Beware of Fake Google Chrome Update Pop-Ups that Installs Malware

In the ever-changing cybersecurity landscape, a persistent threat appears in the form of a fake Chrome update. 

Usually, these efforts involve injecting harmful code into a website, which prompts individuals to update their web browsers with a popup message. 


A new effort has been operating since late April 2024.

When a website is hijacked, visitors receive a deceptive popup message a few seconds after it loads.

By clicking on the offered link, users are led to malicious URLs meant to initiate a malware download, such as a remote access trojan or an infostealer, the most notorious type of malware called  SocGholish.

As of this writing, 341 websites display this fake browser update popup.

Specifics of the New Fake Browser Update Campaign

Malicious code is injected into vulnerable websites as the first step in the infection process for this new fake browser update campaign. 

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A few seconds after the webpage loads, users are sent the following deceptive popup message once the website has been compromised:

Deceptive Pop-up Message
Deceptive Pop-up Message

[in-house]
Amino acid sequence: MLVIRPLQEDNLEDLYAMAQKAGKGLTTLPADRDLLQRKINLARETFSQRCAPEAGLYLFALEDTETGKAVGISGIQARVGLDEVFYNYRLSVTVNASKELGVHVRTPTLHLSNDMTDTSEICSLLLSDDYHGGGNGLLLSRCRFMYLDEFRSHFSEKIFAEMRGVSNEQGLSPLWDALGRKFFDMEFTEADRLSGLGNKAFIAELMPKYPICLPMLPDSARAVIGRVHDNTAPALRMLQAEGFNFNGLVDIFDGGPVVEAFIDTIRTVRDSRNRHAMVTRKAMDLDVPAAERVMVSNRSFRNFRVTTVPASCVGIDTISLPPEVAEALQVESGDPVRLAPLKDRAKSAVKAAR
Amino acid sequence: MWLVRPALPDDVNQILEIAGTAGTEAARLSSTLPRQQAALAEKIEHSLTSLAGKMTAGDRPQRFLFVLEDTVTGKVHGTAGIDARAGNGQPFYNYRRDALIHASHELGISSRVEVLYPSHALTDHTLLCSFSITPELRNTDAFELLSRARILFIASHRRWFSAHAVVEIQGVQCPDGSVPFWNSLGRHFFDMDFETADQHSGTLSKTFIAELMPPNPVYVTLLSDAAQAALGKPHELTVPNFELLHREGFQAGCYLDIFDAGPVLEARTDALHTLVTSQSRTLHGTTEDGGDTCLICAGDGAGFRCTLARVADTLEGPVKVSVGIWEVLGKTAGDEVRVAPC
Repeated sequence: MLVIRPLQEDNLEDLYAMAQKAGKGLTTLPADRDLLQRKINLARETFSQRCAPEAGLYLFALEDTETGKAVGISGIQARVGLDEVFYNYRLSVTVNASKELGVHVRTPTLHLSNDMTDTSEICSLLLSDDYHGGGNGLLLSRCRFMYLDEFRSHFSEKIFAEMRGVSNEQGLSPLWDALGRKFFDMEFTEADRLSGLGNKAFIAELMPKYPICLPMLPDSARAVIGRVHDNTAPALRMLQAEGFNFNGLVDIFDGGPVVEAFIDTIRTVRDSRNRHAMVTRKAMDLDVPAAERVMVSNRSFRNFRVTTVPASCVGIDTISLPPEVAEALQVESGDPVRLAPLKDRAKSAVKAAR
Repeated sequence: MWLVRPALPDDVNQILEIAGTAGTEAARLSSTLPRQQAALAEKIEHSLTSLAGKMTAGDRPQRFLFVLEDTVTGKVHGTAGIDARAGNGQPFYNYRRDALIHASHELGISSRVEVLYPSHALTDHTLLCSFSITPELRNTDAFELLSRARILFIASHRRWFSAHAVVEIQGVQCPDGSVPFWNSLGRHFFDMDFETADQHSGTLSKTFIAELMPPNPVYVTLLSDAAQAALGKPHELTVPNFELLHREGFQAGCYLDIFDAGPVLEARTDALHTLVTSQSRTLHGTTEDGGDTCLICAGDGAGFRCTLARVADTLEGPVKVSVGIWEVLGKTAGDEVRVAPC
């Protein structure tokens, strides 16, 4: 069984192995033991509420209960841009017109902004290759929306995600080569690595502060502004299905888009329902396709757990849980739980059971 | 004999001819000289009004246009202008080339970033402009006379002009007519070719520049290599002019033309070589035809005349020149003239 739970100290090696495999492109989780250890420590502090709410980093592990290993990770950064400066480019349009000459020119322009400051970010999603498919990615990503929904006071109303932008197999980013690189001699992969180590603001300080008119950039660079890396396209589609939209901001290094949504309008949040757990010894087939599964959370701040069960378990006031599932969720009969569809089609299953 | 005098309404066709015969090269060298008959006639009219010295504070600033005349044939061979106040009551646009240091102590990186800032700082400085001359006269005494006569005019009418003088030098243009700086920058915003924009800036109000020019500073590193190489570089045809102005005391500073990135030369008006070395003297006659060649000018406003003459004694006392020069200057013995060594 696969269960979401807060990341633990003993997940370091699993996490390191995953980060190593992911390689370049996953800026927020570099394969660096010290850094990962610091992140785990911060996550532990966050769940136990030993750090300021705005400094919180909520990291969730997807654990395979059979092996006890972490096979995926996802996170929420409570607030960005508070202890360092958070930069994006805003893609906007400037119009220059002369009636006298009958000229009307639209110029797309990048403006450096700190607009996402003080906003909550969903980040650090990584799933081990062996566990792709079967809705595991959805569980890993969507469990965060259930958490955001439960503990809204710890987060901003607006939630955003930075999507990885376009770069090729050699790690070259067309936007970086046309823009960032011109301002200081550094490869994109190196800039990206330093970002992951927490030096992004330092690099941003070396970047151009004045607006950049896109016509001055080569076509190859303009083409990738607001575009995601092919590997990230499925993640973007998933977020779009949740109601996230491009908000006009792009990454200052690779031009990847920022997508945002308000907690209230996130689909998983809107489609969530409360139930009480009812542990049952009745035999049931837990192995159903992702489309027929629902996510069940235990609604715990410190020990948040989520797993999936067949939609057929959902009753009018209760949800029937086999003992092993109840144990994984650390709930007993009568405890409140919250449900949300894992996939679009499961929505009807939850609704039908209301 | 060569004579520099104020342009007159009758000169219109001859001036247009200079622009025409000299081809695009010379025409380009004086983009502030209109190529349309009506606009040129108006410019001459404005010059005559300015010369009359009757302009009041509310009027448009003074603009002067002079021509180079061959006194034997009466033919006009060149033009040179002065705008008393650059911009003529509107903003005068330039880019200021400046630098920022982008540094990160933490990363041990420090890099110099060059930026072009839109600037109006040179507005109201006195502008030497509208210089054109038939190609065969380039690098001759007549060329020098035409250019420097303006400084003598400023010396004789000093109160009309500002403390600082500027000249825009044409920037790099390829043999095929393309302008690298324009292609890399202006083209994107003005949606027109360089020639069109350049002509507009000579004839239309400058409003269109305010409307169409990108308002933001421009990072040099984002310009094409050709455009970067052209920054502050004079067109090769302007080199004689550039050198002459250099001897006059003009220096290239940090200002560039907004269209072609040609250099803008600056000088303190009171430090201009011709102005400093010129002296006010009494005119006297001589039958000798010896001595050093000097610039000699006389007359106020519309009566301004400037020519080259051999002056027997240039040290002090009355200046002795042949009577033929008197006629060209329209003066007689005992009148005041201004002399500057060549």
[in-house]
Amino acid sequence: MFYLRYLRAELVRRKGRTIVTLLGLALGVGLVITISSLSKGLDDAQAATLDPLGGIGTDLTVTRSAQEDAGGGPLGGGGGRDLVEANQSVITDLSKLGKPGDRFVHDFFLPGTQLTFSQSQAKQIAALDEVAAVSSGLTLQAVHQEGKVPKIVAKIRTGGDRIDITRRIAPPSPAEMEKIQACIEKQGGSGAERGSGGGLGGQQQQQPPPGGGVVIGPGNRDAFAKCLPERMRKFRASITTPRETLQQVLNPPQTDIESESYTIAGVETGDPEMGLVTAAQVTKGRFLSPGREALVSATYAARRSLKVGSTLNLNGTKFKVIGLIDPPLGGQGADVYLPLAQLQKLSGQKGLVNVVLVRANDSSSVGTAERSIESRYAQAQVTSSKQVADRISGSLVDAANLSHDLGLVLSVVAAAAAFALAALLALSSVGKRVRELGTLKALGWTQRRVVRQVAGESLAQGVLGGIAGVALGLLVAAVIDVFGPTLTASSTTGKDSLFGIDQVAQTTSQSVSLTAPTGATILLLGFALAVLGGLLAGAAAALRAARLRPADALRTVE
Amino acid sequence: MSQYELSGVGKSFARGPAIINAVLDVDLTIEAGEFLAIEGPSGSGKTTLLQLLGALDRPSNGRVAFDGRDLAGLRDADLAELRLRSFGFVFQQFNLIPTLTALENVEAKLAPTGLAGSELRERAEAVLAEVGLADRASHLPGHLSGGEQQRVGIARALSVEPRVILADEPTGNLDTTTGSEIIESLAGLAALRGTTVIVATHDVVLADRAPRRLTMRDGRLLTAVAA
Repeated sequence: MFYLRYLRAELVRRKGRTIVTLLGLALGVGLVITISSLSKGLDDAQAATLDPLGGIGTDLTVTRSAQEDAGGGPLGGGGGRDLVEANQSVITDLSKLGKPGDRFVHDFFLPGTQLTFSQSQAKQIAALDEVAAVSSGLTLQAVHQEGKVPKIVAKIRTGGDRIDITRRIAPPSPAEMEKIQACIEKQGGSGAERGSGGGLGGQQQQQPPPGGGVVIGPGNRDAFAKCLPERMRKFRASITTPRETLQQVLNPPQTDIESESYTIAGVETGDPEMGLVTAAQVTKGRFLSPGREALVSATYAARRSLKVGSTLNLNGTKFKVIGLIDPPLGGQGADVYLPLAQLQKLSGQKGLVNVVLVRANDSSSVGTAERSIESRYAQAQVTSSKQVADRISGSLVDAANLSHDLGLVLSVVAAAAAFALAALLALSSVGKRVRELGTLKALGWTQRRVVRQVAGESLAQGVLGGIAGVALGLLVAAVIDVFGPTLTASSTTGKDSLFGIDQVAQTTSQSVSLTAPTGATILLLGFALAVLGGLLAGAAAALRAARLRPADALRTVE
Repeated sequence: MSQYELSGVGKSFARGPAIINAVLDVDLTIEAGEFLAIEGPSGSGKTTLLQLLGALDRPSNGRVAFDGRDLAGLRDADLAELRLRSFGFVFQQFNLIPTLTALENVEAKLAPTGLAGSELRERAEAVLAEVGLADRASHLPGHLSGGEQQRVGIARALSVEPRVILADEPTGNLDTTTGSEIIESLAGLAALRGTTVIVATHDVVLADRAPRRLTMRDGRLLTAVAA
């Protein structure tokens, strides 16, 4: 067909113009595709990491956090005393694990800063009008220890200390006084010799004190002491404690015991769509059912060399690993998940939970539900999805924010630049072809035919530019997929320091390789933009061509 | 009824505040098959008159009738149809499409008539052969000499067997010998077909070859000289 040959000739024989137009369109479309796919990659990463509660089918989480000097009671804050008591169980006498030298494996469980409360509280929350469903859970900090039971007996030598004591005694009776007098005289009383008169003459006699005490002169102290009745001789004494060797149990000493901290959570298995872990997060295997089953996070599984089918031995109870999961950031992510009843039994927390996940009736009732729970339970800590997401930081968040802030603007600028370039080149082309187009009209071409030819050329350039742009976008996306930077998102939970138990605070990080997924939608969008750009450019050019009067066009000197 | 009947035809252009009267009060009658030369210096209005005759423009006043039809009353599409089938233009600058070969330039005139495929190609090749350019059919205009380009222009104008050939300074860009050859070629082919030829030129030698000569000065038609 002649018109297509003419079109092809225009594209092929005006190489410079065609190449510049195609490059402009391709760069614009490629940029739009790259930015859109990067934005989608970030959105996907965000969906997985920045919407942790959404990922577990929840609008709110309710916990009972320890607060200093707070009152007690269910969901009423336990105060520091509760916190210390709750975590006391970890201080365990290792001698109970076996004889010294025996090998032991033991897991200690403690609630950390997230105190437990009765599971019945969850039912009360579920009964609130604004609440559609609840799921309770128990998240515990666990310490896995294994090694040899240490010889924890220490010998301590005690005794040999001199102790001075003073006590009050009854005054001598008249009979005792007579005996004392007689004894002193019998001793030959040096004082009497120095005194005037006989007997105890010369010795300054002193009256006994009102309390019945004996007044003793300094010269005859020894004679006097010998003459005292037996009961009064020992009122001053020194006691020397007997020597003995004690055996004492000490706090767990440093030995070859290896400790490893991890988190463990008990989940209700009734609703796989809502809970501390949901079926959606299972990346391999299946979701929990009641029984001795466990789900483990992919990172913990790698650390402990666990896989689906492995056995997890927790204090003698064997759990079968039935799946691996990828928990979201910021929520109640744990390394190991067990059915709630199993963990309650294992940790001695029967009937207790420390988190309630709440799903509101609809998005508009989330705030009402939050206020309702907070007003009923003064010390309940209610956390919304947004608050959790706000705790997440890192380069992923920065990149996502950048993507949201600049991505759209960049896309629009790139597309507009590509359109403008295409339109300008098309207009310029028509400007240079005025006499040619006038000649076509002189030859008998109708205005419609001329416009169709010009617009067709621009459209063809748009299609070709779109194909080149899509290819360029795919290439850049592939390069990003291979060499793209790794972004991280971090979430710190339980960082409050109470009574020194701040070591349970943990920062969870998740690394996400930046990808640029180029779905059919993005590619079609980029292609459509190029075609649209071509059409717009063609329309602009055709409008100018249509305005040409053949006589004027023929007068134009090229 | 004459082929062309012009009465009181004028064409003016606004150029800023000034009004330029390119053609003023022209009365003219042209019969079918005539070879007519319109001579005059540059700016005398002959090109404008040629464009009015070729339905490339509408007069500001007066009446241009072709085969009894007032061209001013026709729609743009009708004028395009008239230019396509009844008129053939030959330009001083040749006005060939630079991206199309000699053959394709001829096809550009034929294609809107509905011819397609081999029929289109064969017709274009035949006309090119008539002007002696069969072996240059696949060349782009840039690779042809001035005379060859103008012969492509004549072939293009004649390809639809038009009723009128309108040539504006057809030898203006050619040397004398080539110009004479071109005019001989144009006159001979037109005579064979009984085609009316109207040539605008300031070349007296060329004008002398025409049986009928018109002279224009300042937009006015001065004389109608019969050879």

“The message, written in poor English, reads Warning Exploit Chrome Detect. Update Chrome Browser and include a large blue Update button.

Sucuri said to Cyber Security News that the pop-up is displayed even to users who are not using the Chrome browser, highlighting its deceptive (and amateurish) nature.

A user is taken to one of several malicious URLs that are intended to start a malware download when they click the Update button.

The following URLs are a part of this campaign:

  • hxxps://photoshop-adobe[.]shop/download/dwnl.php
  • hxxps://brow-ser-update[.]top/download/dwnl.php
  • hxxps://tinyurl[.]com/uoiqwje3

These URLs were used to deliver malicious downloads from server 185.196.9[.]156 with the common name GoogleChrome-x86.msix, but they are no longer operational.

Sucuri’s SiteCheck remote website scanner detects this threat as malware.fake_update.3.

Threat Detected
Threat Detected

Researchers mention that after gaining access to the WordPress admin interface, the attackers installed the plugin and uploaded the malicious popup code using its “Import” feature.

The campaign highlights the increasing tendency of hackers to use trusted plugins for illicit purposes.

This allows them to avoid being found by file scanners since most plugins keep their data in the WordPress database.

This tactic has been employed in other notable WordPress infection campaigns, such as the VexTrio DNS TXT redirects using the WPCode plugin and the Sign1 malware exploiting the Simple Custom CSS and JS plugin.


  • Employ a “use it or lose it” policy on your website.
  • Generate strong and unique passwords for all of your accounts.
  • Use 2FA and restrict access to your WordPress admin and other sensitive pages.
  • Keep your website software patched and up-to-date.
  • Use a web application firewall.

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Gurubaran is a co-founder of Cyber Security News and GBHackers On Security. He has 10+ years of experience as a Security Consultant, Editor, and Analyst in cybersecurity, technology, and communications.